The water insoluble soaps useful to make the products of this invention are those of 8 to 20 carbon atoms, preferably 10 or 12 to 18 carbon atoms and most preferably of 18 carbon atoms and saturated. Among such soaps are the octoates, decanoates, laurates, myristates, palmitates, oleates (unsaturated) and stearates of aluminum, calcium, magnesium, barium and zinc, and mixtures thereof. Such soaps are usually made by either the fusion method or the precipitation method. In the former of these an appropriate metallic oxide, hydroxide, or salt of a weak acid is reacted directly with the selected fatty acid at an elevated temperature. In the precipitation method a dilute soluble soap solution is first prepared by reacting caustic soda with the selected fatty acid and it is then reacted with a separately prepared salt solution of the desired metal to cause precipitation of the metallic soap. The described soaps, which are normally finely enough divided so that substantially all thereof passes through a No. 200 sieve (U.S. Sieve Series) and in many cases substantially all, e.g., over 95 or 99%, passes through a No. 325 sieve. However, in appropriate circumstances somewhat coarser powders may also be useful, such as those which pass through a No. 100 sieve, but generally the finer the powder the better. Such soaps will normally contain very small proportions, if any, of water soluble salts or moisture and all of them will be powdered solids, at room temperature. All of the mentioned soaps are white so they will not adversely affect the appearance of the detergent composition. In fact, they may help to improve the color of the bentonite, which, although nominally white, sometimes tends to appear tannish or creamy. It is noted that the various aluminum soaps may have higher free fatty acid contents than those of calcium, magnesium, barium and zinc, with free fatty acid percentages ranging from 2 to about 30%. However, such does not interfere with functioning of such materials in the present invented compositions and processes. With respect to the aluminum soaps one may employ the di- or tri- salt, e.g., aluminum distearate, aluminum tristearate, but it is considered that a mixture of such soaps is preferable, wherein the proportions will be in the range of 1:3 to 3:1, e.g., about 1:1. Other incompletely reacted insoluble soaps of the other mentioned metals (and aluminum) and of the di- and polyvalent metals, and completely reacted soaps thereof may be employed in various proportions, and mixtures of the various soaps may also be used.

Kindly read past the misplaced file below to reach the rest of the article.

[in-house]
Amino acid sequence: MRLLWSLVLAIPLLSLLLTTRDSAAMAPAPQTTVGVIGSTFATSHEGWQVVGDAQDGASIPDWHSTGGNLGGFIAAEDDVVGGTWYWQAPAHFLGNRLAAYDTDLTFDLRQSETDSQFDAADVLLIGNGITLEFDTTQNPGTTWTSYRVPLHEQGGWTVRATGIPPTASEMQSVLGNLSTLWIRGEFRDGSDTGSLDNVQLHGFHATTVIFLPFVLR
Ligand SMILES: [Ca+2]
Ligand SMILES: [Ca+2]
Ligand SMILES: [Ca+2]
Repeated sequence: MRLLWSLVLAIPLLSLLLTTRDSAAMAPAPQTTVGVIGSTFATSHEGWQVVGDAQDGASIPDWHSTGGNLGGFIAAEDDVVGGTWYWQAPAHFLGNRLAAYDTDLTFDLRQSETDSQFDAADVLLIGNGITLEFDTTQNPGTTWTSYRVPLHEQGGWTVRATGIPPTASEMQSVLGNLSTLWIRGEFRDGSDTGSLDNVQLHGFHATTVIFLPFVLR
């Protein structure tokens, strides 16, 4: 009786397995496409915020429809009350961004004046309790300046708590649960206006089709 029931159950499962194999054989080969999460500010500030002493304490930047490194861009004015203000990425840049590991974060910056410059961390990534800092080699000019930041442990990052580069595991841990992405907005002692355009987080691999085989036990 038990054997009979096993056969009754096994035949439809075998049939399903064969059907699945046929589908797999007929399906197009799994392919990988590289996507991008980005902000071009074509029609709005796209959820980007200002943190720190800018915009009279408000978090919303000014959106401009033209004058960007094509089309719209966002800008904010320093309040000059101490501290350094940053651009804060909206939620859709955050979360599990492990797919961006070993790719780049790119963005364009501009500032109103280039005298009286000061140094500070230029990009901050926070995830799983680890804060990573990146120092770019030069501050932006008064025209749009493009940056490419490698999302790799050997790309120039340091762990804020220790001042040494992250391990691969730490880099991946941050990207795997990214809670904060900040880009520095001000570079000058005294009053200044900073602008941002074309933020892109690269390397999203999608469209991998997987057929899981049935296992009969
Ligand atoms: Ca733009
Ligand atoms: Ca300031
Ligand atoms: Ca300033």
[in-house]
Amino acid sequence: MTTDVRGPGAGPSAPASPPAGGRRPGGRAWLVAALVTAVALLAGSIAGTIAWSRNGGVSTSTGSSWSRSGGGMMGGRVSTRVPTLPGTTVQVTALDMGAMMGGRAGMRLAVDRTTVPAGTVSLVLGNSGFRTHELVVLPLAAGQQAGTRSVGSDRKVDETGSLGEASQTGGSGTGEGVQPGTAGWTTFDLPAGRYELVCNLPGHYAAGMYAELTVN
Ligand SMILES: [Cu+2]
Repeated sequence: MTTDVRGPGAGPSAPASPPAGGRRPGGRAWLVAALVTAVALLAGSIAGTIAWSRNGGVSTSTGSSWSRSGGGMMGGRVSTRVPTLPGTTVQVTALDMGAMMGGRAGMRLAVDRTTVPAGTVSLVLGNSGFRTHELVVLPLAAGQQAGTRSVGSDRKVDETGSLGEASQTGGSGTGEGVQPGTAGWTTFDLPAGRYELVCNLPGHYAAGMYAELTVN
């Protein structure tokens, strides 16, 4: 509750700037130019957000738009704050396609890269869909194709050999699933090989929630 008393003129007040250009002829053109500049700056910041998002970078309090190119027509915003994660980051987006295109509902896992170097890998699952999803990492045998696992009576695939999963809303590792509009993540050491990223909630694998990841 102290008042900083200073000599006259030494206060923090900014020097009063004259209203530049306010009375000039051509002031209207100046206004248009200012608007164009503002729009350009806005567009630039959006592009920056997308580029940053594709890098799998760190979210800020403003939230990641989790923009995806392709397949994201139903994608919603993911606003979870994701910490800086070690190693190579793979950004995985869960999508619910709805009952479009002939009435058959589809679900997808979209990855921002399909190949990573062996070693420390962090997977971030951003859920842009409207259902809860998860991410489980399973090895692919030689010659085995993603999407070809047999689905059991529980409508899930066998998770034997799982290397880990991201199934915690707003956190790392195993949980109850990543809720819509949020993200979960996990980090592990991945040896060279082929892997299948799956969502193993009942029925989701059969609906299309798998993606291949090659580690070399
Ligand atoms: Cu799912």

The various mentioned water insoluble soaps are described in a bulletin entitled Witco Metallic Stearates, Their Properties and Uses, dated September 1974 and published by Witco Chemical Corporation, New York, N.Y. 10017, which is incorporated herein by reference.
The water employed in making crutcher mixes from which base beads or built detergent beads are spray dried and for making agglomerating sprays is preferably of low hardness and inorganic salt content but ordinary city waters may be used. Usually the hardness content of such waters will be less than 300 p.p.m., as calcium carbonate, preferably less than 150 p.p.m. and most preferably less than 50 or 100 p.p.m.